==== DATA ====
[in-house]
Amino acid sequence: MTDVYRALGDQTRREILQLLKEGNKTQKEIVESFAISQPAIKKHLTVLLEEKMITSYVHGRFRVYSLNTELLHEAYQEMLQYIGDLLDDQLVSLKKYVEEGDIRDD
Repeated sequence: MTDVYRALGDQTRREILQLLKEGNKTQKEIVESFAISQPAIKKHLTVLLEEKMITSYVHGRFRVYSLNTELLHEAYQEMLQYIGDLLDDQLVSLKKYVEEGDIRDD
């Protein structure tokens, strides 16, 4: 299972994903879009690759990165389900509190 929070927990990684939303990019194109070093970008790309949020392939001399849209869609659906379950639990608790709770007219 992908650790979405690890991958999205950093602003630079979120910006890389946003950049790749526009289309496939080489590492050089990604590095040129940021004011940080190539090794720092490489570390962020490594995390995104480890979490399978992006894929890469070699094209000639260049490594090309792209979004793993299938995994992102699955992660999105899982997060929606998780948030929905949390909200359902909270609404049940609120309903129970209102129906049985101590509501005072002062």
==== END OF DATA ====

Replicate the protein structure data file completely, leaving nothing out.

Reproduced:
[in-house]
Amino acid sequence: MTDVYRALGDQTRREILQLLKEGNKTQKEIVESFAISQPAIKKHLTVLLEEKMITSYVHGRFRVYSLNTELLHEAYQEMLQYIGDLLDDQLVSLKKYVEEGDIRDD
Repeated sequence: MTDVYRALGDQTRREILQLLKEGNKTQKEIVESFAISQPAIKKHLTVLLEEKMITSYVHGRFRVYSLNTELLHEAYQEMLQYIGDLLDDQLVSLKKYVEEGDIRDD
């Protein structure tokens, strides 16, 4: 299972994903879009690759990165389900509190 929070927990990684939303990019194109070093970008790309949020392939001399849209869609659906379950639990608790709770007219 992908650790979405690890991958999205950093602003630079979120910006890389946003950049790749526009289309496939080489590492050089990604590095040129940021004011940080190539090794720092490489570390962020490594995390995104480890979490399978992006894929890469070699094209000639260049490594090309792209979004793993299938995994992102699955992660999105899982997060929606998780948030929905949390909200359902909270609404049940609120309903129970209102129906049985101590509501005072002062």